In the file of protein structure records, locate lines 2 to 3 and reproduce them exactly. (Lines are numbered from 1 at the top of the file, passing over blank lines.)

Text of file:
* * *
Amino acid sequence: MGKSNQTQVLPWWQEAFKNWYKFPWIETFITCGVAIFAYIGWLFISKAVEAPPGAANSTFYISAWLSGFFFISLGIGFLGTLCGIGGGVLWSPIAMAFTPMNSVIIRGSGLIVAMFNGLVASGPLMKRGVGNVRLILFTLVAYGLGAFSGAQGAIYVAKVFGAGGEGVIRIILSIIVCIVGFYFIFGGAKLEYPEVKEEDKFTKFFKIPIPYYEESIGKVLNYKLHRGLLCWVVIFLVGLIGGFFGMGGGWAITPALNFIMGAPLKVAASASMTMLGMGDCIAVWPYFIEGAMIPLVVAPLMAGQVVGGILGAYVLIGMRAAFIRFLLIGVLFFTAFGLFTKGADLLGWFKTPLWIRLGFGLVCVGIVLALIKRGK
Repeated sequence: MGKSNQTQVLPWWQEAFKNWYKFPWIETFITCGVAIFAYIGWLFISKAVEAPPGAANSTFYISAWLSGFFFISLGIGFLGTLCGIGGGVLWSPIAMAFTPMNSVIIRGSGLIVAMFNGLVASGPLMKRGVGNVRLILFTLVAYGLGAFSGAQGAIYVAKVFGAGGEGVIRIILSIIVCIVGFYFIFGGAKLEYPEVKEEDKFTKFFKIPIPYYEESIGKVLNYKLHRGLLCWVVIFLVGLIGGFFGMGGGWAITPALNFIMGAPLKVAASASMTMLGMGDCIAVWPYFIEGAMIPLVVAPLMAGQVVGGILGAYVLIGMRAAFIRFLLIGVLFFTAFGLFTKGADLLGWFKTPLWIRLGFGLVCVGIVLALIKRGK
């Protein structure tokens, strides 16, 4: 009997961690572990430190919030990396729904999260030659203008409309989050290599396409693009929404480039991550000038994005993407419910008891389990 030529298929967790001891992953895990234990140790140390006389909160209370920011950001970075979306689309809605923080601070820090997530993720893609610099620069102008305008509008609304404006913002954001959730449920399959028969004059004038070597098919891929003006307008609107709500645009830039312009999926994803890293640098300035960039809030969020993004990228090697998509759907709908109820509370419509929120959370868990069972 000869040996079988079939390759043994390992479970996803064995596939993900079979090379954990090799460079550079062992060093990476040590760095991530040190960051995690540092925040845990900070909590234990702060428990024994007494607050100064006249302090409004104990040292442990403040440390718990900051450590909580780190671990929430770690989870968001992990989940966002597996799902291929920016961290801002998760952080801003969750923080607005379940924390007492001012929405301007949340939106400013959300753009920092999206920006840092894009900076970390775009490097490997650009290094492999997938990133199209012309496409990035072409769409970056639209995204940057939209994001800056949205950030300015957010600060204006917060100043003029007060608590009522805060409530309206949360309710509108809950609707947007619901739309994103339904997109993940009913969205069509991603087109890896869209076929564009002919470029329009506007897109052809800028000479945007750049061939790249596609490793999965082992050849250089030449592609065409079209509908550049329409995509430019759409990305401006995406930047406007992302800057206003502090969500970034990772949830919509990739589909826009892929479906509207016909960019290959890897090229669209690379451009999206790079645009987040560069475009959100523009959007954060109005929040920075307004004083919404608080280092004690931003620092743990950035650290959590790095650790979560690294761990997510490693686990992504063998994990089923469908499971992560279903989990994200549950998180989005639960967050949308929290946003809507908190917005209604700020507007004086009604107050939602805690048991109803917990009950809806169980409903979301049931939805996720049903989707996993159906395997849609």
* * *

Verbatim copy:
Repeated sequence: MGKSNQTQVLPWWQEAFKNWYKFPWIETFITCGVAIFAYIGWLFISKAVEAPPGAANSTFYISAWLSGFFFISLGIGFLGTLCGIGGGVLWSPIAMAFTPMNSVIIRGSGLIVAMFNGLVASGPLMKRGVGNVRLILFTLVAYGLGAFSGAQGAIYVAKVFGAGGEGVIRIILSIIVCIVGFYFIFGGAKLEYPEVKEEDKFTKFFKIPIPYYEESIGKVLNYKLHRGLLCWVVIFLVGLIGGFFGMGGGWAITPALNFIMGAPLKVAASASMTMLGMGDCIAVWPYFIEGAMIPLVVAPLMAGQVVGGILGAYVLIGMRAAFIRFLLIGVLFFTAFGLFTKGADLLGWFKTPLWIRLGFGLVCVGIVLALIKRGK
């Protein structure tokens, strides 16, 4: 009997961690572990430190919030990396729904999260030659203008409309989050290599396409693009929404480039991550000038994005993407419910008891389990 030529298929967790001891992953895990234990140790140390006389909160209370920011950001970075979306689309809605923080601070820090997530993720893609610099620069102008305008509008609304404006913002954001959730449920399959028969004059004038070597098919891929003006307008609107709500645009830039312009999926994803890293640098300035960039809030969020993004990228090697998509759907709908109820509370419509929120959370868990069972 000869040996079988079939390759043994390992479970996803064995596939993900079979090379954990090799460079550079062992060093990476040590760095991530040190960051995690540092925040845990900070909590234990702060428990024994007494607050100064006249302090409004104990040292442990403040440390718990900051450590909580780190671990929430770690989870968001992990989940966002597996799902291929920016961290801002998760952080801003969750923080607005379940924390007492001012929405301007949340939106400013959300753009920092999206920006840092894009900076970390775009490097490997650009290094492999997938990133199209012309496409990035072409769409970056639209995204940057939209994001800056949205950030300015957010600060204006917060100043003029007060608590009522805060409530309206949360309710509108809950609707947007619901739309994103339904997109993940009913969205069509991603087109890896869209076929564009002919470029329009506007897109052809800028000479945007750049061939790249596609490793999965082992050849250089030449592609065409079209509908550049329409995509430019759409990305401006995406930047406007992302800057206003502090969500970034990772949830919509990739589909826009892929479906509207016909960019290959890897090229669209690379451009999206790079645009987040560069475009959100523009959007954060109005929040920075307004004083919404608080280092004690931003620092743990950035650290959590790095650790979560690294761990997510490693686990992504063998994990089923469908499971992560279903989990994200549950998180989005639960967050949308929290946003809507908190917005209604700020507007004086009604107050939602805690048991109803917990009950809806169980409903979301049931939805996720049903989707996993159906395997849609």